Open Doors Spiritual Matters: The strength of a community is shown in its ability to help others in times of need

The strength of our communities is in their ability to help those in need, and that is especially needed during the hardships caused by the COVID-19 pandemic, writes Rev. Angela J. Cluney from Fallingbrook Presbyterian Church.


The well-known quote: “The church is not a building, the church is a people” has never been more true than during the past months as we have found ourselves living with the COVID-19 pandemic.

Churches and our attendees have had to rethink our understanding of what “the church” means to us; not only as people who come to worship God but also as congregations who strive to be faithful to the gospel through acts of mission, fellowship and outreach within our communities.

With most of our doors still closed to “in person worship” as well as congregational and community activities at the time of this paper’s printing, churches have had to seek out various ways that we might reach out beyond our buildings during this unusual time.

COVID-19 has encouraged us to start taking a good look at the communities in which we live and serve.

Over the years for many, the definition of “church” has varied in meaning, from a place of worship, to people sharing their faith during fellowship and outreach events. No matter the definition of what “church” is, we can rest assured that “church” is found “within its people” not “within the buildings”.

I would like to think that “church” is an opportunity for each of us to help respond to meet the needs of those around us in small acts in a quest to make our world better for all people.

Right now, we are all part of a world that is hurting due to various life events from the current pandemic, rampant discrimination and social injustices.

As we have moved beyond our own individual buildings into ministering and responding outside of our buildings through online platforms and new personal interactions, we have started to gain a better understanding of some of the needs of those who are calling out for help and what we must do as churches.

People around us are calling out loudly for us to hear them.

They are in need spiritually, physically and mentally. Many are seeking ways to connect with others looking for personal interactions as they combat social isolation in the process of trying to stay safe, and mental anguish as worries have become overwhelming for many. Some are calling out for social justice, as they strive to be able to meet their own basic needs financially for rent, medicine and food.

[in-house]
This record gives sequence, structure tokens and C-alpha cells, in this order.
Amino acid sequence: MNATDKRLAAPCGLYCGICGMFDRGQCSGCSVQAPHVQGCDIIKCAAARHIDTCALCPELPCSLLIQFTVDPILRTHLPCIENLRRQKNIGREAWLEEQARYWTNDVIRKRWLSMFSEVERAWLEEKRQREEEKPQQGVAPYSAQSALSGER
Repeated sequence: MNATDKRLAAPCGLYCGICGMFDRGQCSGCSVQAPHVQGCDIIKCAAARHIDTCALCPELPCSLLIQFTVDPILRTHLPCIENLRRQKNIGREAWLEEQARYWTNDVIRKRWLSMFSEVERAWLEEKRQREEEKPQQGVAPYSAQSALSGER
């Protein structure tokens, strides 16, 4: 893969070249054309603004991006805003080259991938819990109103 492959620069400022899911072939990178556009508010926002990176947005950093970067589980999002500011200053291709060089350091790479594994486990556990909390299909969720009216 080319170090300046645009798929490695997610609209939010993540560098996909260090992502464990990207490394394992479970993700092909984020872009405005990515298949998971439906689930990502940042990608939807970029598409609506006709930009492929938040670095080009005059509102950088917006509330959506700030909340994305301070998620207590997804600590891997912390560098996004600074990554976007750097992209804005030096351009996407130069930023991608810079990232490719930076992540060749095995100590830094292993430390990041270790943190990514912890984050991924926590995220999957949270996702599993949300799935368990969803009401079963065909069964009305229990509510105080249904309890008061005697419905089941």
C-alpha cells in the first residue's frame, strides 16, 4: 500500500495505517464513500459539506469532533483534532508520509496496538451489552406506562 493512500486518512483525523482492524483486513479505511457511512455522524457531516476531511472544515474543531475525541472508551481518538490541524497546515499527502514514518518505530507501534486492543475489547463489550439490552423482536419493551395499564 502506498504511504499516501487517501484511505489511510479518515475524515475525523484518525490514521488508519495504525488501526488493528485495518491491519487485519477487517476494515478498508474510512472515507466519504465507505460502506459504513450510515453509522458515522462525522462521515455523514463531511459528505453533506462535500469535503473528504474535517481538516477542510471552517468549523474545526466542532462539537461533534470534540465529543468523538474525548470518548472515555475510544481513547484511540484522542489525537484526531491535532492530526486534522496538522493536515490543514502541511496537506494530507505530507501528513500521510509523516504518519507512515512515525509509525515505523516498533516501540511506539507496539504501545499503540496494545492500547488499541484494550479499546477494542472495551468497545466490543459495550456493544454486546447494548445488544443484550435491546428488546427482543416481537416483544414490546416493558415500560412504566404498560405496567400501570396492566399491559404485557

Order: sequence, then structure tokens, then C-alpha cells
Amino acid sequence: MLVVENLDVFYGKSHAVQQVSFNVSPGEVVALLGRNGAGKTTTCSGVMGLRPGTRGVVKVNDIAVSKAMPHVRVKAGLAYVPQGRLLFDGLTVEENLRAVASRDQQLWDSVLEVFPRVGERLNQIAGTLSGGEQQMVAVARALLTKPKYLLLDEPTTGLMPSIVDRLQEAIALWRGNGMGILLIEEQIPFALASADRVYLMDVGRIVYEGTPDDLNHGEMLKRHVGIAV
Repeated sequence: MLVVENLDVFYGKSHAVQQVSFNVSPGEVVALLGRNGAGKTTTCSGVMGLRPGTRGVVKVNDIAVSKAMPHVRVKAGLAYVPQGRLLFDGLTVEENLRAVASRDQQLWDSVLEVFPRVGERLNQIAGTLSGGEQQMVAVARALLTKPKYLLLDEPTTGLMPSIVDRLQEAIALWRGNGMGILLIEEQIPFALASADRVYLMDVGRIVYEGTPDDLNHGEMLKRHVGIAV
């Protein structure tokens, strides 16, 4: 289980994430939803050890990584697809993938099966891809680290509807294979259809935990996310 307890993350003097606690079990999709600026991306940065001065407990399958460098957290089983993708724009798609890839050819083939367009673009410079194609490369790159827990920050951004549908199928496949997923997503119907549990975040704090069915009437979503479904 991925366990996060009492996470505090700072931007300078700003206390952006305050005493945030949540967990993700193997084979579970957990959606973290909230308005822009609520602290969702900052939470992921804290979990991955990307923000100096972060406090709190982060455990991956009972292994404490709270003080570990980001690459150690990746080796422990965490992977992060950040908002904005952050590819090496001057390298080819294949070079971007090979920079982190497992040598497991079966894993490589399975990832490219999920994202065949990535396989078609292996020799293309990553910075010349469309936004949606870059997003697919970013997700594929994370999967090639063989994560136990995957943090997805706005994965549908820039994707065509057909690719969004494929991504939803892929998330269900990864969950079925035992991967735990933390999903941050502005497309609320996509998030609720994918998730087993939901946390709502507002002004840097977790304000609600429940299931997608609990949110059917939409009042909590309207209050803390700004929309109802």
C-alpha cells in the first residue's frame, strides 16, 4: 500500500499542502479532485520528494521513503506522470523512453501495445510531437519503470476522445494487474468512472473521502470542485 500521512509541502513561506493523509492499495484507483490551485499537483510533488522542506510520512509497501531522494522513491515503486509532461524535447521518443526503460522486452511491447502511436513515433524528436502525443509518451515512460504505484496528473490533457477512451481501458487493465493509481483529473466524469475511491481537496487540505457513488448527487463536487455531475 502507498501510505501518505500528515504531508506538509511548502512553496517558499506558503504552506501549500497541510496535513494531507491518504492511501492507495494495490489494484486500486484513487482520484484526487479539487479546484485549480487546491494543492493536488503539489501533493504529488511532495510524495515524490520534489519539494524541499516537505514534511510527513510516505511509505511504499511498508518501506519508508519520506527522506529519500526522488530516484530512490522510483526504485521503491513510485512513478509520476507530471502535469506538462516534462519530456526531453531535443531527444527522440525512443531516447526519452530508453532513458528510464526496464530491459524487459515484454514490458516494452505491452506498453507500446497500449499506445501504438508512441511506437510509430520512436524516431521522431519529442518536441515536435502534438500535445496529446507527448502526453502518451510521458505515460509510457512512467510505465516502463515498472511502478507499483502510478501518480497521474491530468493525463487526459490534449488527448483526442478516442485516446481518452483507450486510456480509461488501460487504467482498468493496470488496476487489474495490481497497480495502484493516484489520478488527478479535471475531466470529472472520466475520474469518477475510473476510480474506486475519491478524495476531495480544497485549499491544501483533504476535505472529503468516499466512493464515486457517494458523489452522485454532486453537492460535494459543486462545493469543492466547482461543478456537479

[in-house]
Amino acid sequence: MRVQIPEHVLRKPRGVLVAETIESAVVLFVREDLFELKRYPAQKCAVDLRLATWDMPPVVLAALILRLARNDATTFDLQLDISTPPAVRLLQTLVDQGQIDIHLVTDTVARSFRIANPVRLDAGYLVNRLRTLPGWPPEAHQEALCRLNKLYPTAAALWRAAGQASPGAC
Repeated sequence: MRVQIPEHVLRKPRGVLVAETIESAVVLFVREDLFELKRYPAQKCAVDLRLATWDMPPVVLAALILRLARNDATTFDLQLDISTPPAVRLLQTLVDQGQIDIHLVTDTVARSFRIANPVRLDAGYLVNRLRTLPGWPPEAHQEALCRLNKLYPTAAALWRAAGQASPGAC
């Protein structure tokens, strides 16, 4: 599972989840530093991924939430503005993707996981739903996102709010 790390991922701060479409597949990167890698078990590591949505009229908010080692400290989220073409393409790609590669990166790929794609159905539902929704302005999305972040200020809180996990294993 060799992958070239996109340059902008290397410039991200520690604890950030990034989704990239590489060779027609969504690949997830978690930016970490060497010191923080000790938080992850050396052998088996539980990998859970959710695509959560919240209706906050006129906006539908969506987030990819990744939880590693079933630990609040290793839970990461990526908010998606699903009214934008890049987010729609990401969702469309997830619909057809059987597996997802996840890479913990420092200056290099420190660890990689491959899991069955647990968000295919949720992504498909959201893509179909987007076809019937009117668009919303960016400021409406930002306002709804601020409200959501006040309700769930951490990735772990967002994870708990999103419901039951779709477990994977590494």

For the congregation of Fallingbrook, we have decided to think how we might help meet these needs by examining our ministry in this time and place.

We are just in the beginning stages, but we have started by responding to the increased need for food security, especially as local food banks such as the Churches by the Bluffs had to look at how they were handling client care and had to shut down temporarily during COVID-19.

Fallingbrook Presbyterian has met this need by starting small by making a “Little Blessings Box” that is filled daily, sometimes up to four times a day with needed food staples and personal care items. It sits on the corner of our closed building with a sign inside that reads: “Take what you need, leave what you can.”

We have discovered over the past few months, indeed it is “the people” who are “the church” and some of us are in greater need and some of us give graciously.

It is up to all of us together to respond faithfully to our common needs. As it is in meeting these needs that our communities’ strength will lie.

Rev. Angela J. Cluney is from Fallingbrook Presbyterian Church.

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